As I think back to the start of this year, I remember the promise 2021 seemed to hold — that a vaccine would come so we would emerge from the pandemic, and we would use what we learned to build an Oregon that works for all instead of returning to one that only worked for a few. Instead, we lived through another year of the pandemic, first with the Delta variant and now, the looming spectre of Omicron. And though I was thrilled when my two kiddos finally became eligible for the vaccine in November, that joy was tempered by the knowledge of what COVID has underscored: so many — especially BIPOC children and families — continue to be underserved in ways that are vital for their continued health, safety and future success.
Throughout this continually challenging year, Meyer has been working to meet the moment by being responsive and flexible so our grantee partners can continue to do their important work. We have simplified our processes, removed reporting requirements and moved to larger, general operating multi-year commitments. In addition, our staff and board have been working on a strategy process that has allowed us to listen, learn and think deeply about our collective future.
Through this endeavor, we’ve come to recognize that Meyer’s own system of grantmaking must evolve to better meet the needs of Oregonians. While our Annual Funding Opportunity (AFO) has served as Meyer’s open call for proposals since 2015, the 2021 AFO is our last.
Beginning in 2022, Meyer will be working closely with our communities to design a funding process that is more integrated and fundamentally community-centered. It will be a process that better aligns with our new strategic framework: to use an anti-racist feminist lens to strengthen movements, change systems and support communities to build an Oregon that works for all.
From Barriers to Bridges
For those who have been following Meyer’s work over the last few years, this change likely comes as no surprise. As Meyer’s focus on racial justice has grown, so has the recognition that the challenges facing BIPOC Oregonians are not singular or distinct in nature. As our communities named, and Audre Lorde reminds us, “there is no such thing as a single-issue struggle because we do not live single-issue lives.” In moving towards a new way of organizing ourselves and our approach to this work, we acknowledge that our identities, our challenges and our institutions are complex and intersectional.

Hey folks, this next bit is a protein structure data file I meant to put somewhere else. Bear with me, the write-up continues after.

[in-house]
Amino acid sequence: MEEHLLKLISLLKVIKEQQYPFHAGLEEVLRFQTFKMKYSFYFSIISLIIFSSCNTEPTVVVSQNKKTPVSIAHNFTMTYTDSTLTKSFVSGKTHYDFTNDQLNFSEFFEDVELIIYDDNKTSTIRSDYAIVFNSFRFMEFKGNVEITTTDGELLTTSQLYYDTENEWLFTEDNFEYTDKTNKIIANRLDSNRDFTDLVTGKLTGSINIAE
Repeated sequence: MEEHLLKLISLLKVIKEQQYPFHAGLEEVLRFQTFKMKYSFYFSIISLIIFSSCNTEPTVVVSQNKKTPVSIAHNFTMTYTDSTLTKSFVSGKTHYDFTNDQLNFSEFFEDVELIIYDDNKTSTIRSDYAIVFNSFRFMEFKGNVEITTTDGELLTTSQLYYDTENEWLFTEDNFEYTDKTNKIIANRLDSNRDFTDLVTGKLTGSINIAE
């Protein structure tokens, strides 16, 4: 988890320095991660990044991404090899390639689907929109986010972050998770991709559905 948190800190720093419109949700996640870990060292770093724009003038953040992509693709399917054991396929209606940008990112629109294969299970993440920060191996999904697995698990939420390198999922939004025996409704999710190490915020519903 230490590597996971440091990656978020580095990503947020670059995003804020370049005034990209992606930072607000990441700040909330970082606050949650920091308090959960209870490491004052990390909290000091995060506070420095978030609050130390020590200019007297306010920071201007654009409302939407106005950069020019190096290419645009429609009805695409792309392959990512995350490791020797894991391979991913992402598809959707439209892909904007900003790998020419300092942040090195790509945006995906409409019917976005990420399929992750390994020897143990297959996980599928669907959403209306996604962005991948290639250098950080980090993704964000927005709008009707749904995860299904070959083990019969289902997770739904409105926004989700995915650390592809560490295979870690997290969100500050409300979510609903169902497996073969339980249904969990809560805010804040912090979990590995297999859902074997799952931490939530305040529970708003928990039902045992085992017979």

In truth, Meyer’s portfolios have already been funding work that strengthens movements, changes systems and supports communities. Here are a just a few examples from this past year’s grant awards:
$200,000/2 year operating support grant to Forward Together, which focuses on uniting communities to win rights, recognition, and resources for all families. They bring a strong intersectional lens to their work building power among BIPOC Oregonians through political education, advocacy, cross-sector alliances and raising the visibility of BIPOC leadership.
$185,000 to The Klamath Tribes, for support of legal work and advocacy to advance the Klamath Tribes’ efforts to protect the endangered C'waam and Koptu fish through better management of the Upper Klamath Lake ecosystem. This work is vitally important, and all the more urgent due to the severe drought this year that led to the lowest water flows that have ever been recorded in the Klamath Basin.
$77,000 to Downtown Languages and Huerto de la Familia to merge with Centro Latino Americano and collectively create a Latinx wellness hub in Lane County that is focused on education and leadership development. They are also participating in civic engagement and small business development. With the proper support, including a recent general operations grant of $200,000, the expanded Centro Latino Americano is bringing together a deeply segregated and marginalized community to have a central home and space of wellness.
Increasing Collaboration and Trust
We are also looking to partner more with our communities, through deeper trust-based practices and more participatory grantmaking. Efforts like the Community Rebuilding Fund and the Oregon Immigrant and Refugee Collaborative are examples of areas in which we have found that working in coordination with peer funders and other partners allows us to leverage resources and streamline processes to more rapidly and efficiently respond to emerging crises.
Our Justice Oregon for Black Lives initiative also continues to serve as a way for us to learn and build a community-informed grantmaking process that incorporates more trust-based practices into Meyer’s grantmaking process. We’ve been inspired by and continue to draw from the wisdom and power of the Black community in designing a funding process that addresses the needs of Black Oregonians, as expressed by Black Oregonians.
As we close out this year and look to the future
In total, our 2021 AFO has distributed more than $19 million in funding through 124 grants, a significant portion of the 216 grants and $27 million awarded so far this year. A full list of all our grant awards is available here.
As we transition, we make this promise: Meyer grantmaking will continue throughout 2022. We are not pausing or stopping funding next year. We will be connecting, listening, co-creating and sharing with our staff, partners, grantees and larger community as we build towards the future.
Despite the many struggles facing our communities and challenges facing our collective well being, I am excited and energized by our shared trajectory. I want to share my deep gratitude to our internal staff and board, to Public Equity Group and to those in our broader community who have already helped us to get to this point. I hope to deepen our conversation and kinship as we chart this new course together.